Club manager confronts mayor over end of deal

O'Malley defends breaking off plans to relocate El Dorado

`People would sue the city'

April 13, 2001|By Neal Thompson and Tom Pelton | Neal Thompson and Tom Pelton,SUN STAFF

The manager of a Baltimore strip club publicly confronted Mayor Martin O'Malley yesterday, interrupting a news conference to complain that the mayor should not have ended negotiations to lease a city-owned building to the club.

"What happened to the agreement we made?" Kenneth Jackson, manager of the El Dorado Lounge, demanded during a tense face-off at a community center at 1601 Pennsylvania Ave.

Jackson's family's company, which has run the El Dorado at 322 W. Baltimore St. for more than 25 years, is one of 29 businesses that the city is evicting from the west side of downtown for the first phase of a $350 million urban-renewal project.

The city is using its power of condemnation to help developers build hundreds of apartments and dozens of shops in a run-down area near the University of Maryland, Baltimore.

City development officials proposed moving the El Dorado to a city-owned, vacant building at 19-21 S. Gay St., which the city would lease to the club for 13 years.

But the mayor ended the negotiations Wednesday when the Jacksons' lawyer rejected a requirement in the lease that the club obey liquor laws or face eviction, according to city officials.

The club has been cited several times in recent years for selling alcohol to minors, allowing customers to fondle dancers and other problems, according to liquor board records.

O'Malley remained calm but appeared to be annoyed by Jackson's interruption of yesterday's event at the Shake and Bake Family Fun Center, which about 100 people attended. The mayor was at the center to announce a plan to revitalize Pennsylvania Avenue.

Jackson stood beside a TV camera, in front of a crowd of reporters and others. In a long black coat and fedora, he was mostly polite but insistent in his questions. O'Malley, speaking through a small public-address system, occasionally raised his voice to drown out Jackson, who at times tried to interrupt.

"No offense," O'Malley told Jackson. "But I don't think you would want the city of Baltimore as your landlord."

O'Malley said the city would have to shut down the club if it found violations.

He told Jackson that the relocation of businesses on the west side has been difficult and that moving Jackson's business has been tricky because few areas allow strip clubs.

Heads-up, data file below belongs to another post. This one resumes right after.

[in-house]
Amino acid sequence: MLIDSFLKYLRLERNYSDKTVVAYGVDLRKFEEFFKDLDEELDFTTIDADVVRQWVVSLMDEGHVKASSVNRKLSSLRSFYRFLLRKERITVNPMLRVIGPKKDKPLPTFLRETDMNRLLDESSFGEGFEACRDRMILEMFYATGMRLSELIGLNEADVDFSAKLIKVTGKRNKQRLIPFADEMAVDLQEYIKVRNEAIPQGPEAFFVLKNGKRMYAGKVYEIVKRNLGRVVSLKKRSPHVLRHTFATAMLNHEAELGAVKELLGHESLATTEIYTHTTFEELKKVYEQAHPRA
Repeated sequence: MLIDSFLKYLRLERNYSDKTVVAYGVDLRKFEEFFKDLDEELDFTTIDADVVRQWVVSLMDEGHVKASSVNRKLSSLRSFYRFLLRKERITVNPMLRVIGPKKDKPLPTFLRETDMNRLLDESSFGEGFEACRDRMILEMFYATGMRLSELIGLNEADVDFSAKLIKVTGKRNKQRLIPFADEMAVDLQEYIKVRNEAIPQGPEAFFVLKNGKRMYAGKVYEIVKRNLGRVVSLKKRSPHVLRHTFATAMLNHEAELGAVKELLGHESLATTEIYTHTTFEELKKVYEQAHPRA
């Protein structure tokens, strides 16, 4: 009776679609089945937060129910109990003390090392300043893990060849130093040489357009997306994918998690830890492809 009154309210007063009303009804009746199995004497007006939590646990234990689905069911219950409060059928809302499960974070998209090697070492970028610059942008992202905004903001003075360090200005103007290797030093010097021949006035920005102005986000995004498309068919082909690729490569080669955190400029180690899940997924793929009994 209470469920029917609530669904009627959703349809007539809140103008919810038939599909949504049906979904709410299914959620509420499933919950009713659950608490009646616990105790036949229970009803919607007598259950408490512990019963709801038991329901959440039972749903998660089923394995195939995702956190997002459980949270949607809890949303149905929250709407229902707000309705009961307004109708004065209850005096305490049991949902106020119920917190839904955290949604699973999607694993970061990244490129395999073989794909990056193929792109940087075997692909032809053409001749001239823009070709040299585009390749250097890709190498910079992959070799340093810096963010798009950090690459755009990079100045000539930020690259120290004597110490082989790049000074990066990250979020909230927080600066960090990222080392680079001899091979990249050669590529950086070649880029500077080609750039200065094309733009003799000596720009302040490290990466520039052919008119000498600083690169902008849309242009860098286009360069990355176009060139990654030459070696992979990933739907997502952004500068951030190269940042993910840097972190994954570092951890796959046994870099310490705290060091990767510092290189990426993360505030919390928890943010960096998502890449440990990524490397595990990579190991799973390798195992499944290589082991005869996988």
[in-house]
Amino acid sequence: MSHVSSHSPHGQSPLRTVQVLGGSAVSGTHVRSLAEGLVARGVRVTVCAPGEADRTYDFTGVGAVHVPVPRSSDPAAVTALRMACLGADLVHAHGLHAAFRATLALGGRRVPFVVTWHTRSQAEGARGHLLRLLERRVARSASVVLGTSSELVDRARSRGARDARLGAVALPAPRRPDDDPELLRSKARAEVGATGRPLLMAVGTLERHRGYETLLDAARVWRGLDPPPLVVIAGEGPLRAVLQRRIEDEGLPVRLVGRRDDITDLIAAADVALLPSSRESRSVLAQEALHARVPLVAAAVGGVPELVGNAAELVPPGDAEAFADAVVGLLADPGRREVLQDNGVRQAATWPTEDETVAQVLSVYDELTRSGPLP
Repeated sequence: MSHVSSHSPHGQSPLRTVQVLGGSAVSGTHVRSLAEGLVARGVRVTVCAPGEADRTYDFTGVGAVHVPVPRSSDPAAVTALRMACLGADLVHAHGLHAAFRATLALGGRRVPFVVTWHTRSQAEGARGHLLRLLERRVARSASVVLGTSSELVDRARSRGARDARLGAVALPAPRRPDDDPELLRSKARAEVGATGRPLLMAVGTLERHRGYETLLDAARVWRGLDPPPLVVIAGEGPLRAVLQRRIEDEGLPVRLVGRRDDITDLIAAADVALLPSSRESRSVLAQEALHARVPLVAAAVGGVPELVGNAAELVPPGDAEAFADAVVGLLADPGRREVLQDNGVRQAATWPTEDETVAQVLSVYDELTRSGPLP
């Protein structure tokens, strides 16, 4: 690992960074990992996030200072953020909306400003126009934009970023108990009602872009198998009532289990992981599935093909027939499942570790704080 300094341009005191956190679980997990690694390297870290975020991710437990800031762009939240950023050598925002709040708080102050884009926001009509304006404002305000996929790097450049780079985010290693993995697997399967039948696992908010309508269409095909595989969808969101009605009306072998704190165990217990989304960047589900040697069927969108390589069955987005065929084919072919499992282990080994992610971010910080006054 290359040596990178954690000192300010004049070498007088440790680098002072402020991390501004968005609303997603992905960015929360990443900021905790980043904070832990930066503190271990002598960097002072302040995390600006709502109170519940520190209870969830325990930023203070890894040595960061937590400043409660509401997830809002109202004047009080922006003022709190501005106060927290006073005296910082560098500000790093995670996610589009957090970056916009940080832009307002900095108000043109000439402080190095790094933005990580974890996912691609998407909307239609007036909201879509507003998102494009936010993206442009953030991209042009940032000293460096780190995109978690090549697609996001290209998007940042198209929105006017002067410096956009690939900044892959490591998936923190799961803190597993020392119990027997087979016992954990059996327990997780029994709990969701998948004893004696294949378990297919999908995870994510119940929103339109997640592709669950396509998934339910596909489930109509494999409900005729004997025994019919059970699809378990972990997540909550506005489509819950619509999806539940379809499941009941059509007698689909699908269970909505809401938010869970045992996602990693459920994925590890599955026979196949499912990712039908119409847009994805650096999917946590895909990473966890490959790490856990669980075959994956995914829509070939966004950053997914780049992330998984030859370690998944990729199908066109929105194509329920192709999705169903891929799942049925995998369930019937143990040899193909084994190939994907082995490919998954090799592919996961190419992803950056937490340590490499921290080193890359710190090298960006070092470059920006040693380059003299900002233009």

The mayor said the city realized that it would open itself to lawsuits if problems occurred at 19-21 S. Gay St.

"We would be the deep pockets. People would not only sue you, ... people would sue the city.

"Sometimes [relocations] are complicated, and sometimes they don't work out, and this one didn't work out," O'Malley said.

Jackson asked: "Why not leave us where we're at?"

Jackson said he has offered to renovate his family's building on Baltimore Street into apartments. Instead, the city is turning it over to Bank of America so the bank can renovate the building into loft apartments.

O'Malley said that if Jackson had the $113 million that Bank of America was putting up for the project, he would be happy to let Jackson help redevelop the west side.

"You really should have put in a proposal when we were bidding that property out," O'Malley said.

Finally, O'Malley told Jackson that he has no standing to demand anything from the city.

The city recently paid Jackson's family's company $450,000 for the club's building at 322 W. Baltimore St., twice what the company paid for it four years earlier.

With the failure of negotiations to move the El Dorado to 19-21 S. Gay St., O'Malley said Jackson should pursue a "Plan B," which is to search for a new home somewhere else.

"It's nothing personal, but the city has powers of eminent domain," O'Malley said. "And if you don't want to go to Plan B, I'm happy to go to court."

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